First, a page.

No surprise: 2020 was definitely a rollercoaster year, mostly with lows and highs that made your stomach squeal.
And, let’s be honest, 2021 has so-far provided plenty of rocky moments — whether it’s a violent insurrection and claims of election fraud that persisted nearly to the day of President Biden’s inauguration, numerous deaths of beloved celebrities, including Larry King and Hank Aaron, the additional 80,000 deaths and counting from the coronavirus; and the brutal reminder on the night of January 24th that you’re still enrolled at Zoom University and you haven’t read a single syllabus.
Nothing can change the pain that comes from any of these events. However, we are living in the best of times to tackle these challenges.
Swedish author and historian Jonah Norberg penned a masterfully written book in 2016 titled Progress: Ten Reasons to Look Forward to the Future. You’re probably thinking, “That’s the most 2016 take,” but use this as my humble recommendation if you’re looking to adopt a more optimistic outlook for the year ahead. It will give you one
Ronald Bailey, in his review at Reason (where I spent summer 2018), explains that Norberg wrote his book for three reasons. “First, because something important happened,” writes Bailey. “Second, because no one believes it. And third, because it’s dangerous that they don’t believe it.”
What’s the big thing that happened? Humanity got better at simply… being alive.
Some examples, from Norberg’s book, are the drastic improvements in life expectancy from a mere 31 years in 1900 to roughly over 70 years, as recent as 2019. Or that having a disability is no longer an early death sentence. Not to mention, more than 37% of the world’s population in 1990 lived in abject poverty, or the equivalent of $2 per day, whereas today’s measures show that figure at less than 10% percent.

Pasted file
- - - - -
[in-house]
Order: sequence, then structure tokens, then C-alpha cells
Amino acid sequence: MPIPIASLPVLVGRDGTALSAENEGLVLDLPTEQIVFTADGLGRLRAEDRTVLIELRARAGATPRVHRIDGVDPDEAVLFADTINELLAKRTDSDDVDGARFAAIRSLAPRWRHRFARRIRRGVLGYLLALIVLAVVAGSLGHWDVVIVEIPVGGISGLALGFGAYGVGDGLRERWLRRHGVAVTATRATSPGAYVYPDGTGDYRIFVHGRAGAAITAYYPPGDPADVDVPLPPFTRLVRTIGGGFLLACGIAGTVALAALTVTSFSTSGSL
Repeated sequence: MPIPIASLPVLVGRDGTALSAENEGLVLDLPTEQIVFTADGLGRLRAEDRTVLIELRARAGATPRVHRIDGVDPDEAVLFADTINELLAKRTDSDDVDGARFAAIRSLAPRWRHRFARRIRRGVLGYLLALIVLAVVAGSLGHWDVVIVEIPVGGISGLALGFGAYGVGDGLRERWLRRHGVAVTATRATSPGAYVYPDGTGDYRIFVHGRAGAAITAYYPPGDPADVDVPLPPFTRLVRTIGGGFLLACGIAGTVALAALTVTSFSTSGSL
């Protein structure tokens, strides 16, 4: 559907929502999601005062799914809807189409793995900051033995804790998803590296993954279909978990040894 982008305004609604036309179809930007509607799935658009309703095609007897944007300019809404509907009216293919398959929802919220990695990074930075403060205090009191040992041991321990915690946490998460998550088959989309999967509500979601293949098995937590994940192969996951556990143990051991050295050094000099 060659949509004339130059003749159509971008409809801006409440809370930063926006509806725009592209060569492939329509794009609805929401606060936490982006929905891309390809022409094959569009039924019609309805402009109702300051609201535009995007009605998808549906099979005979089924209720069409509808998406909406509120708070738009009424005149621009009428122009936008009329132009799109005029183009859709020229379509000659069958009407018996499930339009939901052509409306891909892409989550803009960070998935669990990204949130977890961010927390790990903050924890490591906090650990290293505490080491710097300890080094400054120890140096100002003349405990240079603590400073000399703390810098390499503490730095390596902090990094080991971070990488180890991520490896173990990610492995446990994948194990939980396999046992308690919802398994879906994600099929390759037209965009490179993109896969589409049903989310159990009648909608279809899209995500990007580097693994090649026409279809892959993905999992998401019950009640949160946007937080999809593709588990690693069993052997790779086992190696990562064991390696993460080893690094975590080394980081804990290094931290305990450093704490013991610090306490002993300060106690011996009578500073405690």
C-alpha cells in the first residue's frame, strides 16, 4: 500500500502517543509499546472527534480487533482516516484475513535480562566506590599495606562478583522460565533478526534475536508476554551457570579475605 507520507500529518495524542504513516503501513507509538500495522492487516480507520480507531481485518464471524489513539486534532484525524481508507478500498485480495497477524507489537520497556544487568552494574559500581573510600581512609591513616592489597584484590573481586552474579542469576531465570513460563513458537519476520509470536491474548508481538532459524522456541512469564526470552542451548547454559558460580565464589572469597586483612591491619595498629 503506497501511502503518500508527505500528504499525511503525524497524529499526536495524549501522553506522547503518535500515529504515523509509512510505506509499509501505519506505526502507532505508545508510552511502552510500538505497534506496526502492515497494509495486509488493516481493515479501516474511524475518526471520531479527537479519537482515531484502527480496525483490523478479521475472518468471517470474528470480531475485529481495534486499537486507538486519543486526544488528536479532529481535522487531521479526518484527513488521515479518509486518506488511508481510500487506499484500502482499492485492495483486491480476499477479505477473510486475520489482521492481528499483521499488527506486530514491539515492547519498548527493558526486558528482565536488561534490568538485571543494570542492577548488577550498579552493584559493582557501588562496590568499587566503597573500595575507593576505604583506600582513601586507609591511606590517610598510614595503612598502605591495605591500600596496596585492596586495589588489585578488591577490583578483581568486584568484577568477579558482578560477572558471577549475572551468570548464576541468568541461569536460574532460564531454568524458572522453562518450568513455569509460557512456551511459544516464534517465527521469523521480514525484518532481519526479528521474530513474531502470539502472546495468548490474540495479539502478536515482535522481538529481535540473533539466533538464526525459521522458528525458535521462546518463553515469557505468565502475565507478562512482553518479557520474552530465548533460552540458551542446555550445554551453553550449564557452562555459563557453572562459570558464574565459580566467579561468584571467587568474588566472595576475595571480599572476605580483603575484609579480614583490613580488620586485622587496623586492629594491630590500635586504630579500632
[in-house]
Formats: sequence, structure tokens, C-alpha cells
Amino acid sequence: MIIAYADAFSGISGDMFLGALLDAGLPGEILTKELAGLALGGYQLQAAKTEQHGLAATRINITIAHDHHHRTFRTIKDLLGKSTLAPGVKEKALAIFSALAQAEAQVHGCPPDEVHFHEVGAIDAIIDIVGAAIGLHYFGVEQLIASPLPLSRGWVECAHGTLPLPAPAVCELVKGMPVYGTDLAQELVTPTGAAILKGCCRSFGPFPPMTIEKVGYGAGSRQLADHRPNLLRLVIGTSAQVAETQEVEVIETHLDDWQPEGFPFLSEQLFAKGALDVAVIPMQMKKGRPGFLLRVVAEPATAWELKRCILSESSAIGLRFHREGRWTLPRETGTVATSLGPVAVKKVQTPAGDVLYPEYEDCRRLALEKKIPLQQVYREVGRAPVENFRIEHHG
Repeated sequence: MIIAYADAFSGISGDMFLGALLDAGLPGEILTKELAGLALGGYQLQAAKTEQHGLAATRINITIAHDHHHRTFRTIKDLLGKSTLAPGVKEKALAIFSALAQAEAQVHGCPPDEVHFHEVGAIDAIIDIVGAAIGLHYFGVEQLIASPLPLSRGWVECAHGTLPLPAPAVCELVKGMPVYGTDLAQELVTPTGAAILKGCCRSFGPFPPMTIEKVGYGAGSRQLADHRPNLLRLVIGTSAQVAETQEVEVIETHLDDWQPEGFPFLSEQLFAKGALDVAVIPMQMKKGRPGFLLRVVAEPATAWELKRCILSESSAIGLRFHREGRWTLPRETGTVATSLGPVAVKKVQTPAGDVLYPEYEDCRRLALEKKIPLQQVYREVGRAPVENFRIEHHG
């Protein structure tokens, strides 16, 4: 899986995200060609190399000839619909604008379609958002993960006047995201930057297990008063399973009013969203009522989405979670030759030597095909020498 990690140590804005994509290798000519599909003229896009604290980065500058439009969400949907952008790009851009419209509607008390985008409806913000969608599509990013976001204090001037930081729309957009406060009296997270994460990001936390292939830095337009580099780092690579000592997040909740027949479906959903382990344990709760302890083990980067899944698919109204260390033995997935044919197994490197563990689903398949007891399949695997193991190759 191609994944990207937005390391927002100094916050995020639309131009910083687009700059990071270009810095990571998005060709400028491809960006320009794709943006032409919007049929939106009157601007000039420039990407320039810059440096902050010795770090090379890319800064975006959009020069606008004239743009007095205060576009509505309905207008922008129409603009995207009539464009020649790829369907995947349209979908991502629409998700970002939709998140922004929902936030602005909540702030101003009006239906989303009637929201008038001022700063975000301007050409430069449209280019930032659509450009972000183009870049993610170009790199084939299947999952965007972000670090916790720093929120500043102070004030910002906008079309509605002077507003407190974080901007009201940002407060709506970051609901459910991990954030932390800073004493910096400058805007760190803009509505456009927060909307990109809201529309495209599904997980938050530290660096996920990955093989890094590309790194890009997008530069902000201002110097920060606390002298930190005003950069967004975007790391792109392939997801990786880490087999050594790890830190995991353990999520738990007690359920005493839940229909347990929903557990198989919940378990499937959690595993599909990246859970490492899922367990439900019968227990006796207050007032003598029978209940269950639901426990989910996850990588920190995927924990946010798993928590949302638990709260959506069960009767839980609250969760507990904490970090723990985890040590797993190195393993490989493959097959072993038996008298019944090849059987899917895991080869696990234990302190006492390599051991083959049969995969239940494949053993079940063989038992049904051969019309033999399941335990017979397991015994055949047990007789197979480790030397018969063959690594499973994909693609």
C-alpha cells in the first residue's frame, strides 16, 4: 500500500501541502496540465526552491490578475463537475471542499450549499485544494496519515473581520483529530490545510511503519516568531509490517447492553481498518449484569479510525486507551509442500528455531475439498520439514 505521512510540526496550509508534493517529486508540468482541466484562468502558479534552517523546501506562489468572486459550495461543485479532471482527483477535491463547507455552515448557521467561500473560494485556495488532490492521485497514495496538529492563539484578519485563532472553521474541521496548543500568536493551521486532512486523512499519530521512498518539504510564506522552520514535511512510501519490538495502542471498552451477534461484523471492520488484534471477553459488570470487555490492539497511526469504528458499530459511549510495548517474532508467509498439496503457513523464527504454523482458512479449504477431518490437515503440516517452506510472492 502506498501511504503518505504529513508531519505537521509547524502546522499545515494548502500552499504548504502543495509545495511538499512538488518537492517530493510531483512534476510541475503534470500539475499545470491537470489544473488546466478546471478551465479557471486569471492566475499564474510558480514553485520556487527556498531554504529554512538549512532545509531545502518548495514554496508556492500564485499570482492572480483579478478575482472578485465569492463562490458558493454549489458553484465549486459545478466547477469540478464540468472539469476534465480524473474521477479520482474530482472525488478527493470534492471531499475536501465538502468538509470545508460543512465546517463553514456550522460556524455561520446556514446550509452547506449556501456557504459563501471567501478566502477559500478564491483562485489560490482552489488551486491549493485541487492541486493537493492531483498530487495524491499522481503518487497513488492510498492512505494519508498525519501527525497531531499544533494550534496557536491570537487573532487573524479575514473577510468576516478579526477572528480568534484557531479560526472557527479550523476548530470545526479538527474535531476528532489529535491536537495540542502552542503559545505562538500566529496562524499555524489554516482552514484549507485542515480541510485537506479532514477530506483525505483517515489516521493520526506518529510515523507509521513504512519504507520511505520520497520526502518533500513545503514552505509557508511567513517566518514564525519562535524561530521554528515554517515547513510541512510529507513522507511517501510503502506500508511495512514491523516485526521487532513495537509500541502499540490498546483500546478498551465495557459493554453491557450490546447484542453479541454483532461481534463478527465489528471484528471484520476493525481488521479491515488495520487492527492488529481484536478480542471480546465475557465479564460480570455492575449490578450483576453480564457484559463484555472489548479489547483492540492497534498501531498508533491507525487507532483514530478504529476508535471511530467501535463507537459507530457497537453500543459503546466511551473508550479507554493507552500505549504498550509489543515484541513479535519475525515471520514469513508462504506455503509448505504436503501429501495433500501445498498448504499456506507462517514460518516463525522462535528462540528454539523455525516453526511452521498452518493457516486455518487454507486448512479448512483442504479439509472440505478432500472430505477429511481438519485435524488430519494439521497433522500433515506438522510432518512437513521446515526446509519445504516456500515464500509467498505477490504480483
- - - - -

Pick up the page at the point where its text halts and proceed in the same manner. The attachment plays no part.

If you’re skeptical of violence and war (myself included) there’s some good news: our world is not only less violent, but battle deaths per year have been in a long term decline since 1946.
If you’re saying, “Yes, Leonard, my classes are online, we’re in an ongoing pandemic, and this all seems to have no end. What are you talking about?”
As much as we all might abhor online classes, imagine this pandemic had happened in 2005, when neither the technology nor the widespread technical ability to adapt existed and educational futures could have quite possibly been stalled. Even worse, there would have been a significant educational gap between the wealthy and well-connected and everyone else.
Despite spending a year locked indoors, missing concerts and outings, skipping Thanksgiving, and missing much more, two vaccines have been developed in less than a year that remain 90% effective. These vaccines soon enough will be readily available at little to no cost.
If that’s not enough to at least make you feel like we’re not totally lost, getting a new outlook should probably be atop your New Year’s resolutions.
That is: unless you’ve stopped them already.
Leonard A. Robinson is editor-at-large of The Sting.